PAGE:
What does it mean to be in the presence of God??'s holiness? How can it affect us whether we seek it out or stumble upon it? Can it truly change our very reality to encounter it? The essayists in this volume explore these questions at the heart of Christian worship, considering the oft-neglected Old Testament as essential to understand our purpose in worship. Following the structure of the Hebrew canon ? beginning with the Pentateuch, moving through to the Psalms, then wisdom literature ? each chapter considers a separate aspect of worship, from theater to the Sabbath to sacred space, offering new inspiration. In the final essay Carol Bechtel ???rereads the book of Job through the lens of our human limitations (as opposed to the usual theme of theodicy), ??? with compelling applications for both life and worship. Each of these essays concludes with two appropriately themed hymns and a ???For Further Reading??? list. Five of the seven contain sidebars that illustrate and enrich key points. Evocative woodcut artwork by Margaret Adams Parker provides a striking backdrop to the text. Taken together, these essays testify powerfully to the belief that the Old Testament is not only valuable but also essential to ???whole??? and fully foundational preaching and worship. Written primarily by Old Testament professors, Touching the Altar will make an engaging supplemental text for introductory or elective Old Testament courses and will also go far toward providing deeper worship for any Christian. Contributors: Carol M. Bechtel Thomas Boogaart Corrine L. Carvalho Ellen F. Davis J. Clinton McCann Jr. Dennis T. Olson Margaret Adams Parker John D. Witvliet
YHWH in turn expresses sorrow in a lament in Jer 12:7-13 much like the prophet.
The lament expresses the struggles that both YHWH and Judean society
undergo in the aftermath of the death of Josiah and the subsequent failure of his
Author: Marvin A. Sweeney
Publisher: Abingdon Press
Biblical Studies Biblical texts create worlds of meaning, and invite readers to enter them. When readers enter such textual worlds, which are often strange and complex, they are confronted with theological claims. With this in mind, the purpose of the Interpreting Biblical Texts series is to help serious readers in their experience of reading and interpreting by providing guides for their journeys into textual worlds. The controlling perspective is expressed in the operative word of the title--interpreting. The primary focus of the series is not so much on the world behind the texts or out of which the texts have arisen as on the worlds created by the texts in their engagement with readers. Although these books of the prophets are based upon the careers and experiences of some of the most talented and provocative individuals of their times, the books must be read first as literature. Each book displays its own unique organization, literary characteristics, and theological outlook in presenting the prophets. In the case of Jeremiah, interpreters must even consider two distinctive forms of the book in the Hebrew Bible and the Greek Septuagint. By guiding the reader through the literary structure and language of each of the prophetic books as well as the social roles of the individual prophets, this volume opens the reader to greater understanding and appreciation of the prophets of Israel and Judah. "Fact packed and crystal clear, Marvin Sweeney’s Interpreting Biblical Texts: The Prophetic Literature invites readers to tour the landscape of ancient Israel’s Latter Prophets corpus. Sweeney serves as a first-rate guide, equipping readers with basic knowledge to grasp, and grapple with, the literary legacies of the canonical prophets. True to the series title, he interprets texts with an eye to major, dynamic themes in Jewish and Christian traditions. The volume proves a reliable guidebook for readers wishing not only to survey, but also to engage in dialogue with, ancient Israel’s canonical prophets." Katheryn Pfisterer Darr, Professor of Hebrew Bible, Boston University "The aim of the series Interpreting Biblical Texts is pedagogical. This well-written, easy to follow, and coherent book serves its purpose well. More importantly, it certainly invites and guides its readers in the enterprise of interacting with the prophetic books in a way that is informed by recent, academic scholarship on this literature." Ehud Ben Zvi, History and Classics & Interdisciplinary Program of Religious Studies, University of Alberta "This is a new and interesting approach to the prophetic literature, which will be illuminating for theological reflection in our own post-Holocaust era." John J. Collins, Holmes Professor of Old Testament, Yale Marvin A. Sweeney is Professor of Hebrew Bible, Claremont School of Theology, and Professor of Religion at Claremont Graduate University.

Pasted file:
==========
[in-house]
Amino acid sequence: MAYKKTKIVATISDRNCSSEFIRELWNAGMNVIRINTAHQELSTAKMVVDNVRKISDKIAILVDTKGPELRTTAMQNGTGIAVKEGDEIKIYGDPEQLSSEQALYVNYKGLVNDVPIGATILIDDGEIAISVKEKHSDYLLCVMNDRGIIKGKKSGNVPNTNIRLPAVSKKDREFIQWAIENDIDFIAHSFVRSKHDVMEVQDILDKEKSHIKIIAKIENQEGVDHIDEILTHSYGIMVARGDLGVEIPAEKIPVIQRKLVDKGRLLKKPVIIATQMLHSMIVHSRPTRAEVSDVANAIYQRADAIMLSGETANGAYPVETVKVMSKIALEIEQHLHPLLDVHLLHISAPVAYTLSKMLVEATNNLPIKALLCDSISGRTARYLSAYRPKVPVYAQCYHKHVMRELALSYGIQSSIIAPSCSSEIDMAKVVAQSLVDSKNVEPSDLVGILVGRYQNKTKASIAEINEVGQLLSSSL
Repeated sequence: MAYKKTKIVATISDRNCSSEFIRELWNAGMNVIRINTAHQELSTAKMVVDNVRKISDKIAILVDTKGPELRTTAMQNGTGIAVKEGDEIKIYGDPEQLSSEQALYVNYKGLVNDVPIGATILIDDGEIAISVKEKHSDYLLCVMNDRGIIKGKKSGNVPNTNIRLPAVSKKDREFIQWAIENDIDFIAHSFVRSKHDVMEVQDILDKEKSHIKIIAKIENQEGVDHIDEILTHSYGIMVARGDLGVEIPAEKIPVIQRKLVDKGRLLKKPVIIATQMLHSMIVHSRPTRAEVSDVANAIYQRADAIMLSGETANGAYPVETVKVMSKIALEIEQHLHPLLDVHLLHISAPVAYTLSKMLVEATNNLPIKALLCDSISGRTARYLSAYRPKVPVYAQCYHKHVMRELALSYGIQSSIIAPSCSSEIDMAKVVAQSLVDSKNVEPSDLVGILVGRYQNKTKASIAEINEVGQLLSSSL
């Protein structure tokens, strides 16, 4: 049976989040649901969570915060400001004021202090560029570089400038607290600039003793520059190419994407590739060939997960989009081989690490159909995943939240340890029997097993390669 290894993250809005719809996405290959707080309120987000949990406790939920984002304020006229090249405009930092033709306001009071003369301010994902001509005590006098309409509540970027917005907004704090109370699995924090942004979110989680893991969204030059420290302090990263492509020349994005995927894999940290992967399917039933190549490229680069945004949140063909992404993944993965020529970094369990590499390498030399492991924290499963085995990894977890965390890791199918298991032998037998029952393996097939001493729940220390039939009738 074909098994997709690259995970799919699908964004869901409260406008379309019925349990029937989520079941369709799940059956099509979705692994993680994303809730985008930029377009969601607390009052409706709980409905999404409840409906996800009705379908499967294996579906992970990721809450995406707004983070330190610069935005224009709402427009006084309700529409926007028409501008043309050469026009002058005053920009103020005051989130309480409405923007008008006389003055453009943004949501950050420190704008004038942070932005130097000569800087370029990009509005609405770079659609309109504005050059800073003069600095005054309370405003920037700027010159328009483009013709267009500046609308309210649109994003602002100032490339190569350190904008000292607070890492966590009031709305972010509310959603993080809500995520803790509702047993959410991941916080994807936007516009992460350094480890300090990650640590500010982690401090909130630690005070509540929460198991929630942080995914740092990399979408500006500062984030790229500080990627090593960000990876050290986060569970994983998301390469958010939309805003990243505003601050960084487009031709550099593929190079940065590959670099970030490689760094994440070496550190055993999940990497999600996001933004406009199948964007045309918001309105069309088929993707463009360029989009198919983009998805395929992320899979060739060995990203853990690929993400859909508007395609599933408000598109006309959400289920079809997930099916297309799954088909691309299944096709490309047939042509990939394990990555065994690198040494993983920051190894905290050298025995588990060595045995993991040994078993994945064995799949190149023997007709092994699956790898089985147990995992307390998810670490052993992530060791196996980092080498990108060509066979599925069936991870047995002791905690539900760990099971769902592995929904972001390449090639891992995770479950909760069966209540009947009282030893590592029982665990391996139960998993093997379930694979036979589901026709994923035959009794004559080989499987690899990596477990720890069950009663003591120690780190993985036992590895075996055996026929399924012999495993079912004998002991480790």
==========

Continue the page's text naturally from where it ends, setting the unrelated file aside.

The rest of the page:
As he unpacks the rich theological and social dimensions of the practice of lament in Africa, Katongole tells the stories of courageous Christian activists working for change in East Africa and invites readers to enter into lament along ...
Author: Katongole, Emmanuel
Publisher: Wm. B. Eerdmans Publishing
Profound reflection on lament and hope arising out of Africa's immense suffering. There is no more urgent theological task than to provide an account of hope in Africa, given its endless cycles of violence, war, poverty, and displacement. So claims Emmanuel Katongole, a recognised, innovative theological voice from Africa. In the midst of suffering, Katongole says, hope takes the form of "arguing" and "wrestling" with God. Such lament is not merely a cry of pain--it is a way of mourning, protesting, and appealing to God. As he unpacks the rich theological and social dimensions of the practice of lament in Africa, Katongole tells the stories of courageous Christian activists working for change in East Africa and invites readers to enter into lament along with them.